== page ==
15 Must Visit Natural Wonders in the UK
The UK is consistently voted one of the most naturally beautiful places in Europe. No surprise, with its sweeping countryside, stunning rock formations and picturesque parks making for some breathtaking spots.
Here are some of our must-visit natural wonders in the UK:
Cheddar Gorge, Somerset, England
Splitting the Somerset countryside in half, this limestone gorge is near 450ft deep, with sheer vertical cliff faces, all making for one of Britain’s most impressive natural wonders. Over a million years old, Cheddar is the nation’s largest gorge and is pocketed with an impressive array of viewpoints and hidden caves.
Take a drive on the B3135 that runs right through the gorge for one of the best road trips in the UK.
Malham Cove, Yorkshire, England
The 80m high natural pavement of Malham Cove provides some of the best views of the Yorkshire countryside around. A cliff looking out over the sweeping vistas of the Dales, Malham Cove was formed by a retreating glacier at the end of the Ice Age.
Atop the peak is a limestone pavement that makes for a great climbing experience, with years of erosion having turned the plateau into a series of stepping stones.
Giant’s Causeway, County Antrim, Northern Ireland
Legend says that the 40,000 hexagonal columns that make up the Causeway were handcrafted by Irish giant Finn MacCool as a means to cross the Sea to Scotland.
In fact, the impressive natural wonder is the result of an ancient volcanic fissure eruption that may have been formed almost 50 million years ago. What’s more impressive is the Causeway’s symmetry, with the interlocking columns slotting together perfectly.
The Highlands, Scotland
Home to Nessie and Ben Nevis, the rugged expanse of the Scottish Highlands are one of the nation’s most popular natural features.
Covering much of Scotland’s north, the sweeping glens are the location for some of the UK’s most dramatic environs, including the bogs of Rannoch Moor, the UK’s highest mountain range and a stretch of mysterious sea caves (but more on that shortly).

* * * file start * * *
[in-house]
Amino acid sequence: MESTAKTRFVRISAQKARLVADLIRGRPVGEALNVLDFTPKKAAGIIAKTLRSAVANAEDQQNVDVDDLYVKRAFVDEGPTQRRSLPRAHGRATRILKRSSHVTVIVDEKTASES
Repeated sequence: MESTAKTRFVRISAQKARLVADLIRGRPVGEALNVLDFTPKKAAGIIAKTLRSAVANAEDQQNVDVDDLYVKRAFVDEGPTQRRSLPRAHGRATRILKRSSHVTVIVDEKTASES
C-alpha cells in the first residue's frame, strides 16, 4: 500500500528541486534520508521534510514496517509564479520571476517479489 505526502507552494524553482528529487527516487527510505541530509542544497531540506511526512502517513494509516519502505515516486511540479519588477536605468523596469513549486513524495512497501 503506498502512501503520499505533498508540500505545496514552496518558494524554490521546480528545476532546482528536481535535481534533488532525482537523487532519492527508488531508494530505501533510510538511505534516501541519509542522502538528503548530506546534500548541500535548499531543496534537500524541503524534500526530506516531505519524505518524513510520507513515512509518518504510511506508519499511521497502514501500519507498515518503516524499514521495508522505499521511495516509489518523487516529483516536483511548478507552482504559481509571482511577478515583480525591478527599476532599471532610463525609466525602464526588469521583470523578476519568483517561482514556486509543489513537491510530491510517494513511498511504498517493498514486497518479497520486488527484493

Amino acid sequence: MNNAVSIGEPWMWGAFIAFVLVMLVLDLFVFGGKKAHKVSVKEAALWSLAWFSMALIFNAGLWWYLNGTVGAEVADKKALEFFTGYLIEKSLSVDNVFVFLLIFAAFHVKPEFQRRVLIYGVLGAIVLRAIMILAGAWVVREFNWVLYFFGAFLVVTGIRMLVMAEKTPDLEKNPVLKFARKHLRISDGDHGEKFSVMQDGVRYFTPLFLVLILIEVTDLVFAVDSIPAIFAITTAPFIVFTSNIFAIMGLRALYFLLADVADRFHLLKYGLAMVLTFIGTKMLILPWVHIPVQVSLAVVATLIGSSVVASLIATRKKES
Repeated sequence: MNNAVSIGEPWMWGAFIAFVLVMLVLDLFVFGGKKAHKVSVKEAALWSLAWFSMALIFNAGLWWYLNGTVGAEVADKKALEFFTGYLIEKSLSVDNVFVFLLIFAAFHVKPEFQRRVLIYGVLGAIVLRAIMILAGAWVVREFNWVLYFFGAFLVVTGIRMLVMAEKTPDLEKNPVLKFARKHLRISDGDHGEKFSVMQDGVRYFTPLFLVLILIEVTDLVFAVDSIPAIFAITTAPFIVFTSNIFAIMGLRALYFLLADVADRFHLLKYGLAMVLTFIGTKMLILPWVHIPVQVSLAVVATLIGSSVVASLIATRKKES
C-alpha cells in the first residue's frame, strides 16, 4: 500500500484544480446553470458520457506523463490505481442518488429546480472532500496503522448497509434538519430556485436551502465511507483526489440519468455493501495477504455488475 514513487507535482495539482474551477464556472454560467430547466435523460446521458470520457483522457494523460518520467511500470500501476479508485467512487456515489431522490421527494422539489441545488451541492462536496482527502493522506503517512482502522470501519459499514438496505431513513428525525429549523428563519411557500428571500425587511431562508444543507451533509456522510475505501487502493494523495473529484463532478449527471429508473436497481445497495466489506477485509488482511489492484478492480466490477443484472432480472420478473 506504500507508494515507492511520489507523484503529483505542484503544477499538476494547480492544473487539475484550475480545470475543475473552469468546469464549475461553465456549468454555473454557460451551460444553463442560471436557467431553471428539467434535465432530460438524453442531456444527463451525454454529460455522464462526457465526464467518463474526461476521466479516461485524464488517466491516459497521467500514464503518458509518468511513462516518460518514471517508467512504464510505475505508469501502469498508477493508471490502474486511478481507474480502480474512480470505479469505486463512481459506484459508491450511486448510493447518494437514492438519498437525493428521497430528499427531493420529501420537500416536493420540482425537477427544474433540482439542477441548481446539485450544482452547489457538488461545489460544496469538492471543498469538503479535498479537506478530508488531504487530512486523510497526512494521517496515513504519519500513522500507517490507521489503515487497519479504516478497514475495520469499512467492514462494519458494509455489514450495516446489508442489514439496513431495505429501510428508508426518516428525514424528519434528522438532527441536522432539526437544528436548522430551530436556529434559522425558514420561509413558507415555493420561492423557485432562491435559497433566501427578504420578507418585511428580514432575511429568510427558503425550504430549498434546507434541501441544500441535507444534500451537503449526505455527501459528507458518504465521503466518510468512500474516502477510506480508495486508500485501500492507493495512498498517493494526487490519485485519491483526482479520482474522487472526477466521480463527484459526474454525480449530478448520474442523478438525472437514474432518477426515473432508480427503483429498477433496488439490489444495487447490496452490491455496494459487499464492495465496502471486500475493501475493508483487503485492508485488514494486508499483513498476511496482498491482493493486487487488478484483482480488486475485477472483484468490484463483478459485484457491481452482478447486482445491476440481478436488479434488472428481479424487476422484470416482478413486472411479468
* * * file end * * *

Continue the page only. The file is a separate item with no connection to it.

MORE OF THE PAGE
The Needles, Isle of Wight, England
Caused by years of sea erosion, the white points of The Needles are an icon down on the south coast. This trio of chalk stacks stand near 30m tall, jutting out to sea, and are best viewed from the nearby chairlift.
The Needles get their name from a fourth member that was much more needle-like in appearance. Dubbed ‘Lot’s Wife’, the namesake of the rocky range collapsed into the sea in 1764, but it’s three siblings have stuck with the name ever since.
Brimham Rocks, Yorkshire, England
With names like Dancing Bear, the Idol and Lover’s Leap, the mysterious balancing stones of Brimham Rocks are one of the Yorkshire Dales’ more defining features.
Weathered by years of erosion, the rocks have been worn into many interesting shapes that seemingly defy the laws of gravity. A popular bouldering spot, the Rocks are a great place to stretch the legs, even if climbing isn’t your jam.
Be sure to stop off at “Suprise View” for, well, a surprise view across the Yorkshire countryside.
Isle of Skye, Scotland
Connected to Scotland’s northwest coast by a bridge, the Isle of Skye is of the UK’s last great wildernesses. Rugged landscapes have lent themselves to many a film set. The island’s dramatic mountains, lonely fishing villages and rolling heather moors leave a lasting impression on this wonder’s many visitors.
Snowdonia National Park, Wales
Wales’ Snowdonia National Park was first established in 1951, as Britain’s third national park behind the Lakes and the Peak District. This expanse of the Welsh countryside contains a wide range of stunning landscapes; from the dunes of the Welsh coastline to the lofty peak of Snowdon, Wales’ highest mountain and the perilous balancing rock of Glyder Fach.